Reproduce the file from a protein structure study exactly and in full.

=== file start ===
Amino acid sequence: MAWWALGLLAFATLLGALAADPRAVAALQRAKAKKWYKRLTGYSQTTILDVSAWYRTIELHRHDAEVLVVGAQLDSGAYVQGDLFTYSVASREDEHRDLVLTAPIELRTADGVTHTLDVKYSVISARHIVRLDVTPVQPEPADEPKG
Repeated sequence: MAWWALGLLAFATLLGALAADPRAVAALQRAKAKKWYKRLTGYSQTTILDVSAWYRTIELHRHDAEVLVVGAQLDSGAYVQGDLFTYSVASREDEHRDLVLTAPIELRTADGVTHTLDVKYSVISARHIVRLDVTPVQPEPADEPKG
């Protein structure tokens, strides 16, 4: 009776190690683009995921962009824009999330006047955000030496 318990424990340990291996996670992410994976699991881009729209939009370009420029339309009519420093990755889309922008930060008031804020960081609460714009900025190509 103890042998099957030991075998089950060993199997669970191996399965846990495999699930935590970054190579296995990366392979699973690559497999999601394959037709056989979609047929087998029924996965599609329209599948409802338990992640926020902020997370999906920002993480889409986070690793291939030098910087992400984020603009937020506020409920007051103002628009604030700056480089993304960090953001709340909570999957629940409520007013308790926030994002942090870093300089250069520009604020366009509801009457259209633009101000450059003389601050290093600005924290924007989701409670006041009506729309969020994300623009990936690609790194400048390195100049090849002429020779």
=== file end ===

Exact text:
Amino acid sequence: MAWWALGLLAFATLLGALAADPRAVAALQRAKAKKWYKRLTGYSQTTILDVSAWYRTIELHRHDAEVLVVGAQLDSGAYVQGDLFTYSVASREDEHRDLVLTAPIELRTADGVTHTLDVKYSVISARHIVRLDVTPVQPEPADEPKG
Repeated sequence: MAWWALGLLAFATLLGALAADPRAVAALQRAKAKKWYKRLTGYSQTTILDVSAWYRTIELHRHDAEVLVVGAQLDSGAYVQGDLFTYSVASREDEHRDLVLTAPIELRTADGVTHTLDVKYSVISARHIVRLDVTPVQPEPADEPKG
């Protein structure tokens, strides 16, 4: 009776190690683009995921962009824009999330006047955000030496 318990424990340990291996996670992410994976699991881009729209939009370009420029339309009519420093990755889309922008930060008031804020960081609460714009900025190509 103890042998099957030991075998089950060993199997669970191996399965846990495999699930935590970054190579296995990366392979699973690559497999999601394959037709056989979609047929087998029924996965599609329209599948409802338990992640926020902020997370999906920002993480889409986070690793291939030098910087992400984020603009937020506020409920007051103002628009604030700056480089993304960090953001709340909570999957629940409520007013308790926030994002942090870093300089250069520009604020366009509801009457259209633009101000450059003389601050290093600005924290924007989701409670006041009506729309969020994300623009990936690609790194400048390195100049090849002429020779």